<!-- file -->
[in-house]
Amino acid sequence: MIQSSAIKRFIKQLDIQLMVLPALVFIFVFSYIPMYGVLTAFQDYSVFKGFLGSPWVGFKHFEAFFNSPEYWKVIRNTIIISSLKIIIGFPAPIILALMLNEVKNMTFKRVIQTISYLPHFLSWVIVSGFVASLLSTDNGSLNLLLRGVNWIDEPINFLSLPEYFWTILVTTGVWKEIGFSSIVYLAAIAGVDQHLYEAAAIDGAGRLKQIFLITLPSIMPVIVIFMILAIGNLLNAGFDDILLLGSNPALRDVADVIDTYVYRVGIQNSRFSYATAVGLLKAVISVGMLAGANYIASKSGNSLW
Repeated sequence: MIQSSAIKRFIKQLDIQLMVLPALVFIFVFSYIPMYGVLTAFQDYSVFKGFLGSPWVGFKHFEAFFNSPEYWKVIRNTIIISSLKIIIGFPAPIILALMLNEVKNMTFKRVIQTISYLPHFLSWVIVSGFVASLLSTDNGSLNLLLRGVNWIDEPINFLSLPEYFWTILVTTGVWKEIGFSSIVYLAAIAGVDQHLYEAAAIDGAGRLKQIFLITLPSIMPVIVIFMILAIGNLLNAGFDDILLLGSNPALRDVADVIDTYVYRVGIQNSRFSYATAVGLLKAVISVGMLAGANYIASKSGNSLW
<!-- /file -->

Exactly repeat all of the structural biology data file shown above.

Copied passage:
[in-house]
Amino acid sequence: MIQSSAIKRFIKQLDIQLMVLPALVFIFVFSYIPMYGVLTAFQDYSVFKGFLGSPWVGFKHFEAFFNSPEYWKVIRNTIIISSLKIIIGFPAPIILALMLNEVKNMTFKRVIQTISYLPHFLSWVIVSGFVASLLSTDNGSLNLLLRGVNWIDEPINFLSLPEYFWTILVTTGVWKEIGFSSIVYLAAIAGVDQHLYEAAAIDGAGRLKQIFLITLPSIMPVIVIFMILAIGNLLNAGFDDILLLGSNPALRDVADVIDTYVYRVGIQNSRFSYATAVGLLKAVISVGMLAGANYIASKSGNSLW
Repeated sequence: MIQSSAIKRFIKQLDIQLMVLPALVFIFVFSYIPMYGVLTAFQDYSVFKGFLGSPWVGFKHFEAFFNSPEYWKVIRNTIIISSLKIIIGFPAPIILALMLNEVKNMTFKRVIQTISYLPHFLSWVIVSGFVASLLSTDNGSLNLLLRGVNWIDEPINFLSLPEYFWTILVTTGVWKEIGFSSIVYLAAIAGVDQHLYEAAAIDGAGRLKQIFLITLPSIMPVIVIFMILAIGNLLNAGFDDILLLGSNPALRDVADVIDTYVYRVGIQNSRFSYATAVGLLKAVISVGMLAGANYIASKSGNSLW